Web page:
showing that the PNS is instrumental in causing cardiodeceleration and decreasing cardiac output.

Cardiac effects are mediated by the dorsal motor nucleus of the vagus (DMNX) and the nucleus

ambigious (NAmb). Parasympathetic activity will reduce heart rate (negative chronotropic effect)

and decrease conduction velocity in the sinoatrial (SA) and atrioventricular (AV) nodes of the

heart. Parasympathetic activity will also reduce atrial and ventricular contractility (negative

inotropic effect).

12

Explain the pathway of the SNS's effect on AP. What are the main effects?

Descending axons from the RVLM project to the intermediolateral cell column in the thoracic and

upper lumber spinal cord. They activate sympathetic preganglionic neurons that project to the

paravertebral or perivertebral ganglia to activate post-synaptic sympathetic neurons by releasing

acetylcholine. These neurons in turn project to the vasculature and the heart and release

norepinephrine.

i)vasoconstriction both arterioles and veins​
ii) cardioacceleration – chronotropy (rate), inotropy (force), dromotropy (conduction velocity) – tachycardia​
iii) reciprocal inhibition of parasympathetic vagal signals to heart

13

Explain how the effects on AP of the SNS occur?


Constriction of veins (α1,) – increased venous return incr. CO and incr.   AP​

Heart Rate and contractility (β1) – incr. CO  incresed AP (β2 – Epi)​

 Contraction of peripheral arterioles (α1) – incr. SVR  incr. AP​

Powerful response to acute insults – e.g. blood loss

14

Explain how NE and E affect AP and how they are released?

The adrenal medulla is innervated by sympathetic nerves that, when activated, cause the release of

epinephrine and norepinephrine into the circulation. Epinephrine accounts for approximately 80%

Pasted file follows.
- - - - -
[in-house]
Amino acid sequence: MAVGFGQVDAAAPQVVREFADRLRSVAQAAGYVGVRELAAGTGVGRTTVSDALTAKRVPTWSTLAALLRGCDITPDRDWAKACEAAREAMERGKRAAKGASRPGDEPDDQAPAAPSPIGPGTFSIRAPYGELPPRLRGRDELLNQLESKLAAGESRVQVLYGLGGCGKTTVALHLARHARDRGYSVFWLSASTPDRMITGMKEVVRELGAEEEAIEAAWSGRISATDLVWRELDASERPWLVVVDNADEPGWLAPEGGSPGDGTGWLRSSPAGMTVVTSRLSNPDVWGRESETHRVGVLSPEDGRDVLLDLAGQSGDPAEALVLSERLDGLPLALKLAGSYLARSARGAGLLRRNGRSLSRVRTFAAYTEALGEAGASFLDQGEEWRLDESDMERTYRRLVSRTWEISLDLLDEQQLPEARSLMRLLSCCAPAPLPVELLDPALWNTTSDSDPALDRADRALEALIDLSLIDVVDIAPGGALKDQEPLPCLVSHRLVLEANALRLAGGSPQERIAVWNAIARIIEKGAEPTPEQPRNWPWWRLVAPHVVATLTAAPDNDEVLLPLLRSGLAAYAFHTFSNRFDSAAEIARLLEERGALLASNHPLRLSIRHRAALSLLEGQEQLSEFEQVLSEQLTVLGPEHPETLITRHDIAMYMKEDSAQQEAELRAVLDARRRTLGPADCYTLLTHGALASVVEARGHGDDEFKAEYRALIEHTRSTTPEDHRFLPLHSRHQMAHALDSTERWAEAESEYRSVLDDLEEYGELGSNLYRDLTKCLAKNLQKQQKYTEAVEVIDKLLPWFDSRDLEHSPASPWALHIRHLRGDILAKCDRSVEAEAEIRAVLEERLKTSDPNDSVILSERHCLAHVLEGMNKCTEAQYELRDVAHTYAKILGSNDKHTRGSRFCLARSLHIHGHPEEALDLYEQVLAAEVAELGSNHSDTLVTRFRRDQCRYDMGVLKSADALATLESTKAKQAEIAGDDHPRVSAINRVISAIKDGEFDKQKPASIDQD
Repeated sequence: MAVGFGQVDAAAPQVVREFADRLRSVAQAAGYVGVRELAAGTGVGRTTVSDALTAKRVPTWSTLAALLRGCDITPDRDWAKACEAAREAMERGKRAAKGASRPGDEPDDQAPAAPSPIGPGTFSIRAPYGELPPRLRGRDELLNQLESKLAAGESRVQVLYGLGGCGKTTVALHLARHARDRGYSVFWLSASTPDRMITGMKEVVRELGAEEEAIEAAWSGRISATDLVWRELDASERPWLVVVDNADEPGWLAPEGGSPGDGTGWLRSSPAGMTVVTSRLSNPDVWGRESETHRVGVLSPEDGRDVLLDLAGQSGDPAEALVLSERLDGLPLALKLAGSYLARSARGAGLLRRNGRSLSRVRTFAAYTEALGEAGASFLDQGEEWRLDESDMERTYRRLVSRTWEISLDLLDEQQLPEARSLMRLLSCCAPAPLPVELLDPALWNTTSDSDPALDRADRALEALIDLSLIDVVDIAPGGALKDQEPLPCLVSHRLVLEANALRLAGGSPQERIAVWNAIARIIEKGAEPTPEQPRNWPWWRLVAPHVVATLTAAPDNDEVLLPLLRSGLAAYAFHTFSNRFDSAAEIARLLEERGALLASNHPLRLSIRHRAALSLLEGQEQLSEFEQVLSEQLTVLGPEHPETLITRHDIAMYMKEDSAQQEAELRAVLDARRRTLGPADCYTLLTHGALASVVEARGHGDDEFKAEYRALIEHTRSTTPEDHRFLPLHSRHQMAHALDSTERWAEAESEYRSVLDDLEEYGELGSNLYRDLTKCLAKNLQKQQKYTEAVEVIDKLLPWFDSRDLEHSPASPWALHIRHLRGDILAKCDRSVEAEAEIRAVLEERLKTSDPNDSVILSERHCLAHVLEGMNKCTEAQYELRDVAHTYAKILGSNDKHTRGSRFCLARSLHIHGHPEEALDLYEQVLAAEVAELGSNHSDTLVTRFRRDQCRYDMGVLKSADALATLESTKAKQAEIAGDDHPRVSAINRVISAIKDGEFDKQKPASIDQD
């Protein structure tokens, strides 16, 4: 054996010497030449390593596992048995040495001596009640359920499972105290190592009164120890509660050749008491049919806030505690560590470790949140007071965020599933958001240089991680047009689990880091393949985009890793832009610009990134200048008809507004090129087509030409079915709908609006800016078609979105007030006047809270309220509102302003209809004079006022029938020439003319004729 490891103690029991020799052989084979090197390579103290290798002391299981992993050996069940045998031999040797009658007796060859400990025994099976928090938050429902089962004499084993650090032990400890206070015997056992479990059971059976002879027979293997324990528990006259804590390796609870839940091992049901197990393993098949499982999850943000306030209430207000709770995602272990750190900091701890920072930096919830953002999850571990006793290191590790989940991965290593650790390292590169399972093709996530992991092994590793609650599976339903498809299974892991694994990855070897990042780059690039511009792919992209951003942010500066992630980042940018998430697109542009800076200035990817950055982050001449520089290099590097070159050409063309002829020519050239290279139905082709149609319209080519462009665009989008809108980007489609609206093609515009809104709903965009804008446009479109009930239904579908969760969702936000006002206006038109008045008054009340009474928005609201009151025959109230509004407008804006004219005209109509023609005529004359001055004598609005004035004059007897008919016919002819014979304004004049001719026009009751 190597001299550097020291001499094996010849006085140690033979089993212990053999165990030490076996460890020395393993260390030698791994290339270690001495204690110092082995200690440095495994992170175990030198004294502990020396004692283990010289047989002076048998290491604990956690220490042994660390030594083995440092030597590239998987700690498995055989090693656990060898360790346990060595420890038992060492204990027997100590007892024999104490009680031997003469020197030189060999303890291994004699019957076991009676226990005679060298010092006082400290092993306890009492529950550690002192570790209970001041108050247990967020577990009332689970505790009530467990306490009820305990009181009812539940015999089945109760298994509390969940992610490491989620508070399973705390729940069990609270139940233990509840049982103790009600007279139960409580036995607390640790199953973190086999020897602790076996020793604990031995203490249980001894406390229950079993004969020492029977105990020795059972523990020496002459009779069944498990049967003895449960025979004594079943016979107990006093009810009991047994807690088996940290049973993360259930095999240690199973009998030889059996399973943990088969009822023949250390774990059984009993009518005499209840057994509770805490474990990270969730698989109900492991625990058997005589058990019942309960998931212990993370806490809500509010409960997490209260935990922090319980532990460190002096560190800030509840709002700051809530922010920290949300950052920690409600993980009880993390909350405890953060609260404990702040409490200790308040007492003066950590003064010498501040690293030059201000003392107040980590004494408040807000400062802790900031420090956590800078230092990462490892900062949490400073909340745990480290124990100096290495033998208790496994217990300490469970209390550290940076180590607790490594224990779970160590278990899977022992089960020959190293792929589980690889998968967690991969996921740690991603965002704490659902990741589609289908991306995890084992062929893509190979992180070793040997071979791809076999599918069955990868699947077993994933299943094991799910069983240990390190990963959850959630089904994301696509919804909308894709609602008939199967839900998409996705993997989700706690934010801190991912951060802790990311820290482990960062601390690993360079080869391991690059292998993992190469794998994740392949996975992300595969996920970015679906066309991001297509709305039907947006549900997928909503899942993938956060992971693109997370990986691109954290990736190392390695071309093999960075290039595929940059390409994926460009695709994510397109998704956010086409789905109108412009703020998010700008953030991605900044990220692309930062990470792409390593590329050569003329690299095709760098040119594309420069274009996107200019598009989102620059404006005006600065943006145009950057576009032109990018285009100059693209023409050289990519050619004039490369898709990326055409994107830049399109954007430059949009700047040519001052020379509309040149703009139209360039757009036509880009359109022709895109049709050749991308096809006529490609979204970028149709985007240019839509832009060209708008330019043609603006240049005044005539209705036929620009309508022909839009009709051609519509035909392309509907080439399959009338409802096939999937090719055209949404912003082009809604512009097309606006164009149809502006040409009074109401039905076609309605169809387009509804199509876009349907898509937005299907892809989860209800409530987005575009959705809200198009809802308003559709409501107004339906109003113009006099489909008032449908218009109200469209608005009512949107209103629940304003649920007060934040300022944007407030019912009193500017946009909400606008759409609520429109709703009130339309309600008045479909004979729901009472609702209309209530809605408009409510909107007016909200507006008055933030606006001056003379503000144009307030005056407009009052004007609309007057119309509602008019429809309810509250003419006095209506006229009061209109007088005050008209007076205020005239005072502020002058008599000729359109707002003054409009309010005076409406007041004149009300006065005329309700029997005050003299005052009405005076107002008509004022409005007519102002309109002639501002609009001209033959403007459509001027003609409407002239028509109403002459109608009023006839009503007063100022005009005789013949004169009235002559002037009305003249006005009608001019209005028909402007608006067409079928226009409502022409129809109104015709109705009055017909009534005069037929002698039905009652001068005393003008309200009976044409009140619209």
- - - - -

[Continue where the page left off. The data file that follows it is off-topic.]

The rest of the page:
of the catecholamine content of the adrenal medulla. Epinephrine is active at all adrenergic

receptors (α1, α2, β1, β2) whereas norepinephrine is only active at α1, α2, and β1 receptors. The

major cardiovascular effects of epinephrine and norepinephrine are much the same in that both

arteries and veins constrict (α1) and heart rate and contractility increase (β1, β2). One exception is

that vascular beds in skeletal muscle express β2 receptors that when activated by epinephrine lead

to vasodilation in those beds. This is important during exercise to ensure adequate blood flow to

skeletal muscle.

15

Where is ADH formed? What isanother named? Where is it secreted into the blood? What are its receptors? What occurs at each receptor and how does that affect AP? Which is more important for AP? How is its release stimulated?

Vasopressin – Anti Diuretic Hormone (ADH)​
Octapeptide formed in hypothalamus – transported to posterior pituitary (neurohypophysis) from where it is secreted into the blood.​

Receptors – V1, V2 ​

Actions: ​

1) Potent vasoconstrictor (V1) but not thought to play a major role in normal (physiological) AP control as only minute quantities released – important pathophysiologically e.g. hemorrhage circulating levels incr – AP​